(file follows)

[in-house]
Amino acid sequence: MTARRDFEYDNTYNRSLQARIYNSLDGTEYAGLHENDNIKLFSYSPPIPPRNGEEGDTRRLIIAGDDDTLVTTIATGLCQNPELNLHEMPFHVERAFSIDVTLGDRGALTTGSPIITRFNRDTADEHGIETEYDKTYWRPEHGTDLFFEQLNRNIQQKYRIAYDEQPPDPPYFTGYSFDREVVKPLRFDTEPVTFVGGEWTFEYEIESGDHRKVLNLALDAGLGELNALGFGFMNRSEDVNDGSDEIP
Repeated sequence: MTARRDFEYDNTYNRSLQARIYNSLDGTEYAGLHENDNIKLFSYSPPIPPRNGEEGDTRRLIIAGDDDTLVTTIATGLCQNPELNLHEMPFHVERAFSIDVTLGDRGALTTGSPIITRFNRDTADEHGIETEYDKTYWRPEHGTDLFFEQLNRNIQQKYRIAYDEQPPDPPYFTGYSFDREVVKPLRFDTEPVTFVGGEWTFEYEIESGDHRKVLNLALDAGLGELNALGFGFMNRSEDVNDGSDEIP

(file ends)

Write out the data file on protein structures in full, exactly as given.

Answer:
[in-house]
Amino acid sequence: MTARRDFEYDNTYNRSLQARIYNSLDGTEYAGLHENDNIKLFSYSPPIPPRNGEEGDTRRLIIAGDDDTLVTTIATGLCQNPELNLHEMPFHVERAFSIDVTLGDRGALTTGSPIITRFNRDTADEHGIETEYDKTYWRPEHGTDLFFEQLNRNIQQKYRIAYDEQPPDPPYFTGYSFDREVVKPLRFDTEPVTFVGGEWTFEYEIESGDHRKVLNLALDAGLGELNALGFGFMNRSEDVNDGSDEIP
Repeated sequence: MTARRDFEYDNTYNRSLQARIYNSLDGTEYAGLHENDNIKLFSYSPPIPPRNGEEGDTRRLIIAGDDDTLVTTIATGLCQNPELNLHEMPFHVERAFSIDVTLGDRGALTTGSPIITRFNRDTADEHGIETEYDKTYWRPEHGTDLFFEQLNRNIQQKYRIAYDEQPPDPPYFTGYSFDREVVKPLRFDTEPVTFVGGEWTFEYEIESGDHRKVLNLALDAGLGELNALGFGFMNRSEDVNDGSDEIP